Here’s a link to a short bio and list of quotes by Jiddu Krishnamurti:


Kent @ The Financial Philosopher´s last blog post ..What is the Price of Pursuing Happiness

13 Nea | Self Improvement Saga February 25, 2011 at 5:10 am

Thanks Mary. This is a wonderful meditation guide, even for beginners. Simple, relaxing, restorative.
Nea | Self Improvement Saga´s last blog post ..10 Awesome Natural Remedies from the Doctor Oz Show

14 Christopher Foster February 26, 2011 at 8:00 am

This is lovely Mary. The mind is a wanderer, for sure, but maybe part of the reason is I haven’t really been present, there hasn’t been a home for my mind to come home to. I do find that if I am still everything changes. Even if my mind is busy the door of home is open so to speak.

Thanks again for a lovely post. You have such a clear way of expressing yourself. A bit like my wife. She’s very good at succinct.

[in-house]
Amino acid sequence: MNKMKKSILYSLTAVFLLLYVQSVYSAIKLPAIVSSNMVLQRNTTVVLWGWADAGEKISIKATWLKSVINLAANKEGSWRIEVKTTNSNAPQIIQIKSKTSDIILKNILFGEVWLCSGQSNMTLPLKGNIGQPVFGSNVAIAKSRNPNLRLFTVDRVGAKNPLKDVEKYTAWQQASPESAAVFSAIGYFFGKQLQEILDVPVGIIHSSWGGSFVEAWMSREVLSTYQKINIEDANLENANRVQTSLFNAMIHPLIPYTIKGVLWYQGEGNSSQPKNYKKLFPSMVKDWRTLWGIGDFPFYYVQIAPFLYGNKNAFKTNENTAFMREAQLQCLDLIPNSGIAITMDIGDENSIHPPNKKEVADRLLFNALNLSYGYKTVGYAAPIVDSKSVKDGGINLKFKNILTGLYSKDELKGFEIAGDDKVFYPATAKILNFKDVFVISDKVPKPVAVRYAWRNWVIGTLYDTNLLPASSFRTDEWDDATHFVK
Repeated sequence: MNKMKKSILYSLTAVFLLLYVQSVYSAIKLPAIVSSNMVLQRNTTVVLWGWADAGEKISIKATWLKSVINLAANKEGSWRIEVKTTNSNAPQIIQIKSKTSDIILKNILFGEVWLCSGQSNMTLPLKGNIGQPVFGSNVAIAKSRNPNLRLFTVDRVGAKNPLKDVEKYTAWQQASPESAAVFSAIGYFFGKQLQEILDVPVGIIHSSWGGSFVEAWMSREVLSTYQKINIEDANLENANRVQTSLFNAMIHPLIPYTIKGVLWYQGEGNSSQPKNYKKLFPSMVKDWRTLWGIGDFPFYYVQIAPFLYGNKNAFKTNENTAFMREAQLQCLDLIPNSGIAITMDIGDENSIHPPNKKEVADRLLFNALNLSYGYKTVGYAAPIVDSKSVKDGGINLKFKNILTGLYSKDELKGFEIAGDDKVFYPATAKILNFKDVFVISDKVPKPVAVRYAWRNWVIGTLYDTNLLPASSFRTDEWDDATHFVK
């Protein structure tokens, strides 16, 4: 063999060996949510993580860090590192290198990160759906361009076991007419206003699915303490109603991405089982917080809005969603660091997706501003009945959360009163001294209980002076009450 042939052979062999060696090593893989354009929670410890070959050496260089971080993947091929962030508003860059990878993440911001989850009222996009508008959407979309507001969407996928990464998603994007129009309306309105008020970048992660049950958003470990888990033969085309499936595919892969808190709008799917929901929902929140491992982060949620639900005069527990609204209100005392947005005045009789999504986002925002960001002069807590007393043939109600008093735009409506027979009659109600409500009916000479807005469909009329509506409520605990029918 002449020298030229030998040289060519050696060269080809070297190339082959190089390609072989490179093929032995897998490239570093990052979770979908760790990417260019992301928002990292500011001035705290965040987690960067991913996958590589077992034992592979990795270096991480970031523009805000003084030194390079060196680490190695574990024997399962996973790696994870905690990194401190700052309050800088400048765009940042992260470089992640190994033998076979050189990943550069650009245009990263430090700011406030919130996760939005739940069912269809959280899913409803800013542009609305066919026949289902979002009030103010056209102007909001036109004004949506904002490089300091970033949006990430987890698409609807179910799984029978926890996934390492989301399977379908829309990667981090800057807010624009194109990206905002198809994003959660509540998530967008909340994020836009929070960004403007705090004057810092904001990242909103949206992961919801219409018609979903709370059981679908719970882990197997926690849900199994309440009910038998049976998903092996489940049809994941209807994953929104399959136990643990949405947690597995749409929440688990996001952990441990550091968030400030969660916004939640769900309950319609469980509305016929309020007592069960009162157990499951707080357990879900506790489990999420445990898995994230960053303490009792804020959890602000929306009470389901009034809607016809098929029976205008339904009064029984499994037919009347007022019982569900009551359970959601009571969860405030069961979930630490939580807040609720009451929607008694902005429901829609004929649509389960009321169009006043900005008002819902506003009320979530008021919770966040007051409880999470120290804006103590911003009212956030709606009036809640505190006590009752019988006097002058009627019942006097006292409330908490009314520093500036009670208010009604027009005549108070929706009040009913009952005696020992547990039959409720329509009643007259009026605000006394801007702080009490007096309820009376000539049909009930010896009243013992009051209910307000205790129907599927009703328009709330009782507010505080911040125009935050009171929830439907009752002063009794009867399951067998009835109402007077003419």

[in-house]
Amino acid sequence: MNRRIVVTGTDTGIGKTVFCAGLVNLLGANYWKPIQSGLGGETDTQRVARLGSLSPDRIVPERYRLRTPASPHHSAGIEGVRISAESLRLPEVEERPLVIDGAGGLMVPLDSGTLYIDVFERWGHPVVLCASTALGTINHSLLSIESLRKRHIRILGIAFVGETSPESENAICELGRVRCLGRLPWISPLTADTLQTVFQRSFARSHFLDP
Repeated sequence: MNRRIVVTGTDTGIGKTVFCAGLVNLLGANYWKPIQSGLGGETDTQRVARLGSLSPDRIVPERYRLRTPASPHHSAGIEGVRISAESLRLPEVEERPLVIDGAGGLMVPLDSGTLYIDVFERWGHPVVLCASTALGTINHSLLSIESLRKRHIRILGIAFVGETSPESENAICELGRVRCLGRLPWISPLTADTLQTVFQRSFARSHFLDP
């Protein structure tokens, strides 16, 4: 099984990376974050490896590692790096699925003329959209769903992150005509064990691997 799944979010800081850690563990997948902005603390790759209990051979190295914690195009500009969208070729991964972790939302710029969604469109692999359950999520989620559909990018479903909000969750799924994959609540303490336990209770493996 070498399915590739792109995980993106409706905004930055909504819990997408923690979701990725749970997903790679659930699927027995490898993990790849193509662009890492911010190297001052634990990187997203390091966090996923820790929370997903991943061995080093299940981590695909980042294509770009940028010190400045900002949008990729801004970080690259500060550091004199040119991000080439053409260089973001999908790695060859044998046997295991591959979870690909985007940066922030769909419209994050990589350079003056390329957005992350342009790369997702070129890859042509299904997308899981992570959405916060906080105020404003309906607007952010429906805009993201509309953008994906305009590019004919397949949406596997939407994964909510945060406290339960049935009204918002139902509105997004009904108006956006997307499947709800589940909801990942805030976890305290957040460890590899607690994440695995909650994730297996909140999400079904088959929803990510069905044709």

Christopher Foster´s last blog post ..Are we really alone

15 Justlife February 27, 2011 at 2:20 am

Hi Mary, kudos for the simple and nice tips for meditation, at least it looks easy and achievable, not intimidating :) . I’m wondering whether meditation will help those who are suffering from depression. Anyway, will research more about it. Thanks~

16 Satisfyingretirement February 27, 2011 at 7:03 am

I have tried meditation too many times to count. The “being still” and “letting go of inner chatter” always trip me up. I’m good for a few minutes, and then my brain starts to rebel.

I’m glad you remind me that all this takes time. I just can’t give up.

Satisfyingretirement´s last blog post ..Building a Satisfying Retirement- How to Make The Most of This New Phase of Your Life

17 Satish Medos February 28, 2011 at 6:52 am

Hey Mary,
I have already hashed out my plan to begin with meditation this week and this primer is quite helpful. Thanks a lot.
Satish Medos´s last blog post ..Come on yeah let the good times roll -

18 Jason Billows March 1, 2011 at 4:48 am

Excellent guide, Mary. I’ll definitely share this with others.